*** I had no expectations about the album. It turned out to be a good album. Snowglobe by Erasure.

Desert Island Stuff

It’s one of those questions that interviewers toss in every so often, usually when interviewing a cultural figure. “If you were trapped on a desert island, what music/book/painting would you want to have?” I was thinking about that, because I loaded a new-to-me recording onto this computer, and found myself listening over and over to a few songs. It is an album by the a capella group Voces8. Mostly a capella – no piano or organ or orchestra, just an occasional cello and saxophone. I put Morten Lauridsen’s “Magnum Mysterium” and Bruckner’s “Os Justi” on loop as I wrote a scene.

If I were stuck with a limited amount of music and books, also known as “being in the real world for most of human existence,” I’d want the Mozart Requiem, Gjiello’s “Luminous Night of the Soul” and Lauridsen’s “O Nata Lux,” along with Lauridsen’s “Sure on this Shining Night” and Bach’s B-minor mass. In other words, things that lift the soul, or at least lift my soul, and speak of eternity. And that I can’t sing that well on my own. Maybe Avantasia’s “Raven Child,” just because it so shaped how Arthur’s character ended up developing. Maybe.

Purely instrumental? Ralph Vaughn-Williams “Variations on a Theme by Thomas Tallis,” and some medieval and Renaissance compositions. I’m not sure about which classical compositions make my “desert island list,” because there are a lot to choose from, and I’ve not had (or not taken) the time in years just to sit and listen to instrumental classical music. My selection for that used to be the Brahms German Requiem. Which is vocal as well as instrumental, so it doesn’t count.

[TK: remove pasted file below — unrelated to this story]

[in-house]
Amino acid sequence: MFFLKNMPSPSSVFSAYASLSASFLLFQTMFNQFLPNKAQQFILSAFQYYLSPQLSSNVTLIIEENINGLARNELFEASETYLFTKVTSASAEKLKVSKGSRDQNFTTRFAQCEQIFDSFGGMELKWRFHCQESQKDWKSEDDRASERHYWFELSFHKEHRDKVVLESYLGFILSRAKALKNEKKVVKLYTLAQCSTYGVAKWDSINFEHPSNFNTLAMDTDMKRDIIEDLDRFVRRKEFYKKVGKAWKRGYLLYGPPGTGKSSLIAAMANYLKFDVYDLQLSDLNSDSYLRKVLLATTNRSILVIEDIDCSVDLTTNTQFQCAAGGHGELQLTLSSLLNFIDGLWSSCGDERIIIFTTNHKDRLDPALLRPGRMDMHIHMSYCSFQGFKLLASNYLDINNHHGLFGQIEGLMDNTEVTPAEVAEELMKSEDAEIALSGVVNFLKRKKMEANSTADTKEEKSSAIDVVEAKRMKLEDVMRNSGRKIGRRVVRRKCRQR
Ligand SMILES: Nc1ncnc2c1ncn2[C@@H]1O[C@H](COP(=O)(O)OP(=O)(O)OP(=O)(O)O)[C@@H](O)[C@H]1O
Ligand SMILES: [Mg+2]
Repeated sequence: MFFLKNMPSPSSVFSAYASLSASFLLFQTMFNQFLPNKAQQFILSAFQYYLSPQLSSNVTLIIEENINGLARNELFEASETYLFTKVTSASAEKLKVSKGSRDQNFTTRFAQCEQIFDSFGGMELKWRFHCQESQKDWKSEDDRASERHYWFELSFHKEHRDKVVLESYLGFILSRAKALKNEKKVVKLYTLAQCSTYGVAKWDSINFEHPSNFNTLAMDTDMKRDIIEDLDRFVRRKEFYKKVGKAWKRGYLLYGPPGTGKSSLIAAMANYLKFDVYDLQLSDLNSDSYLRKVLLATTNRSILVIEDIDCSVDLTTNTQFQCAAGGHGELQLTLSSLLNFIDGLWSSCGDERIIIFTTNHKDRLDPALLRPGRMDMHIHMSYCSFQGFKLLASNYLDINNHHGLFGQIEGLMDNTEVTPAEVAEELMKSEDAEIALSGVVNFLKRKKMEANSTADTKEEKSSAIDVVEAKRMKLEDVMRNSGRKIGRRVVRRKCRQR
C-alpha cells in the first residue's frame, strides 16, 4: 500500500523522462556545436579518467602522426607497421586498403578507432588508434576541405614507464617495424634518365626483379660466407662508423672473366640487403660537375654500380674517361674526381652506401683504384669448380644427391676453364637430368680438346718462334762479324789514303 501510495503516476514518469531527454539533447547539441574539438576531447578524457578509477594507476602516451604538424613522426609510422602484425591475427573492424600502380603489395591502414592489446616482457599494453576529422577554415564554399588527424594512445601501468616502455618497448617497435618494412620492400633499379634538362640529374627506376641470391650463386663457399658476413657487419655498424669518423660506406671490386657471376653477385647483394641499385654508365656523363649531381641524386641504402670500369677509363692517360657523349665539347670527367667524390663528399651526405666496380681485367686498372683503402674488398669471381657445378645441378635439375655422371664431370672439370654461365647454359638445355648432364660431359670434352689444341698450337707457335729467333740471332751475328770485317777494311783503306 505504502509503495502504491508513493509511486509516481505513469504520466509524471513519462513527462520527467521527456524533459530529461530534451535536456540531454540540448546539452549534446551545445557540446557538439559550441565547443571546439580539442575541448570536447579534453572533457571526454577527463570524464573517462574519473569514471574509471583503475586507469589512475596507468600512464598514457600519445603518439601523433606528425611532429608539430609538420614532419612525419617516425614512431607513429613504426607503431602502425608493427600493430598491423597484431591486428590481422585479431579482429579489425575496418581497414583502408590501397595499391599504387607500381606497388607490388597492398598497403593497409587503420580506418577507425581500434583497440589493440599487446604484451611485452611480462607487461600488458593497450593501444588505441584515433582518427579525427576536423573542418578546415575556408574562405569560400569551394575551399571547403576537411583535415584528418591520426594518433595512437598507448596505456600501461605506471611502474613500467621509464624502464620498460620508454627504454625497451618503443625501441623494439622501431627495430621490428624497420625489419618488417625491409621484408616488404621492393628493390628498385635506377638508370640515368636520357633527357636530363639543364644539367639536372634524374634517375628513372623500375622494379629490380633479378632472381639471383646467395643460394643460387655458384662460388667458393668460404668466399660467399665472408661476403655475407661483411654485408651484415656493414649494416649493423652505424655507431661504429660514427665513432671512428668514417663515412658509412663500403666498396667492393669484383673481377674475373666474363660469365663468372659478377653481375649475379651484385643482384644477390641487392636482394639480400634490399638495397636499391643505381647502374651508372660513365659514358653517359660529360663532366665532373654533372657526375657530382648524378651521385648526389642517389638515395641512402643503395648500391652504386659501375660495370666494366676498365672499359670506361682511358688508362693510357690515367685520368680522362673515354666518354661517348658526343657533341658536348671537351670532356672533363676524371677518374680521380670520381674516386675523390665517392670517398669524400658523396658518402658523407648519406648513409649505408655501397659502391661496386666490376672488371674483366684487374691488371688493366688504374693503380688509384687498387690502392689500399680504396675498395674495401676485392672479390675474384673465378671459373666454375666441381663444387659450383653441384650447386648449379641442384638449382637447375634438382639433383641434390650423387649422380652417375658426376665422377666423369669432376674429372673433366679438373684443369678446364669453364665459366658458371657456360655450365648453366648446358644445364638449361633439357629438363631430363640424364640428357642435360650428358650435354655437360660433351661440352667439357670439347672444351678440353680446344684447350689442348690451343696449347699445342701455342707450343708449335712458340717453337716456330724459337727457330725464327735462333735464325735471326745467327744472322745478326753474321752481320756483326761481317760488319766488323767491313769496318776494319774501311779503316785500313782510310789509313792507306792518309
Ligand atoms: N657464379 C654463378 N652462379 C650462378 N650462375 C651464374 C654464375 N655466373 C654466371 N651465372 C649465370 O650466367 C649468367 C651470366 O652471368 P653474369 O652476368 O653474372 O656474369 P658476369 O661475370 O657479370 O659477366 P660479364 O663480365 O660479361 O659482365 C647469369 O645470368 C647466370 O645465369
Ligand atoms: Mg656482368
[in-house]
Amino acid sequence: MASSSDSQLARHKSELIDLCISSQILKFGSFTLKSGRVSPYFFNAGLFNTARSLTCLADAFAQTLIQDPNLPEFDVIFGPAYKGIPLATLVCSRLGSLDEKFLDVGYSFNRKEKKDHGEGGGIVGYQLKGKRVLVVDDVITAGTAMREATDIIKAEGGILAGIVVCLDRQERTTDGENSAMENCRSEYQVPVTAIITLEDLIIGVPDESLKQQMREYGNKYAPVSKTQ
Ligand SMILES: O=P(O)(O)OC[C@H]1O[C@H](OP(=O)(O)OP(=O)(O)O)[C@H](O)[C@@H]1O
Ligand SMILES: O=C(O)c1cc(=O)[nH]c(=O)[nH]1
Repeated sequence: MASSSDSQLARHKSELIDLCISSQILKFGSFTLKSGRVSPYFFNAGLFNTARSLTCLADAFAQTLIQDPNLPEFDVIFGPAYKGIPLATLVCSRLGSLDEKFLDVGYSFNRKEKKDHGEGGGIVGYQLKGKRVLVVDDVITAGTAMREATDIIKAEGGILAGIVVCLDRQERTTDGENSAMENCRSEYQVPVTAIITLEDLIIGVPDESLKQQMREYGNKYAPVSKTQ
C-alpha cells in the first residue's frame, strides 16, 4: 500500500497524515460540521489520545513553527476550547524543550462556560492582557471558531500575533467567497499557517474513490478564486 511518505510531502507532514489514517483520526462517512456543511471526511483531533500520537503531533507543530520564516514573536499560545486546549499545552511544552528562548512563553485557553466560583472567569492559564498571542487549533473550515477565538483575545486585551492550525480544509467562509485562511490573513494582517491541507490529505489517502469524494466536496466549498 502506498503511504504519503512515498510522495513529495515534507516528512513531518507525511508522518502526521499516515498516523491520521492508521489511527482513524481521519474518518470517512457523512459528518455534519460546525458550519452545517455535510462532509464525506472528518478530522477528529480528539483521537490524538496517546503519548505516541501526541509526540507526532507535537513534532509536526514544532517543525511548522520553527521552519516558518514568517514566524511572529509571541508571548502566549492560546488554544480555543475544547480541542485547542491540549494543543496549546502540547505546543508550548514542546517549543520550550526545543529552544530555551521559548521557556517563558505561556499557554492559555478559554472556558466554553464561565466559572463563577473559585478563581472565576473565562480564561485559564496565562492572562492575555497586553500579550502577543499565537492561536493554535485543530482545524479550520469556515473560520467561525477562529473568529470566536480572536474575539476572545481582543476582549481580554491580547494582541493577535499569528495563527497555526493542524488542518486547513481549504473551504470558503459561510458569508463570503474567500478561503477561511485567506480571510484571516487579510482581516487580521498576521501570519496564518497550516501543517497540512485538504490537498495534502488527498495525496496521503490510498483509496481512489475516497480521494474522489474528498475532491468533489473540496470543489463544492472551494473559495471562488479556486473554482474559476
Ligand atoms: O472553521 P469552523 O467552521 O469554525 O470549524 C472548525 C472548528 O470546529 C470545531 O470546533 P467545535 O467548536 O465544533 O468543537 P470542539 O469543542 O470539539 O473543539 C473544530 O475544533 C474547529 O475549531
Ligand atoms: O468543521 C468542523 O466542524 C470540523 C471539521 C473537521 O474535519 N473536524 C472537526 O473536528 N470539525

Books? King James translation of the Bible. The Blue Sword. Wilson’s The Thirty Years War. One or two other great histories, perhaps. Rudyard Kipling’s Complete Poetry. Novels? I’m not sure. I’d have to go digging in my list. An art book of great works of Western art would also be good.

Assorted Musings . . .

What exactly is a “slim-fit parka, perfect for layering?” Does one wear it over a birthday suit, or put other garments over said parka? Why would you want a “slim fit” heavy-weather outer garment, anyway?

What was the designer smoking or drinking to make a down vest or coat “with slimming patterns?” Fluffy insulation is supposed to fluff, and looking slim and trim comes second to being warm. Or did I miss yet another memo?

Please explain the reasoning behind long-johns that are to keep you cool in winter, no matter your activity level.* What happened to layering, and taking off a layer as you start to get warm (snowshoeing, cutting wood or ice, shoveling wet snow . . .)?

Who counts all the bacteria in the probiotic capsules that claim to have “X million bacteria” in them? Do I want to know?

What motivated the cow to jump over the moon in the first place?

And perhaps most important, does your chewing gum lose its flavor on the bedpost overnight?

*These are not the wicking-type long-johns, but supposed to have special cooling minerals in them [jade?] that kept you from overheating. I don’t recall jade suits working all that well in ancient China, but technology may have improved over time.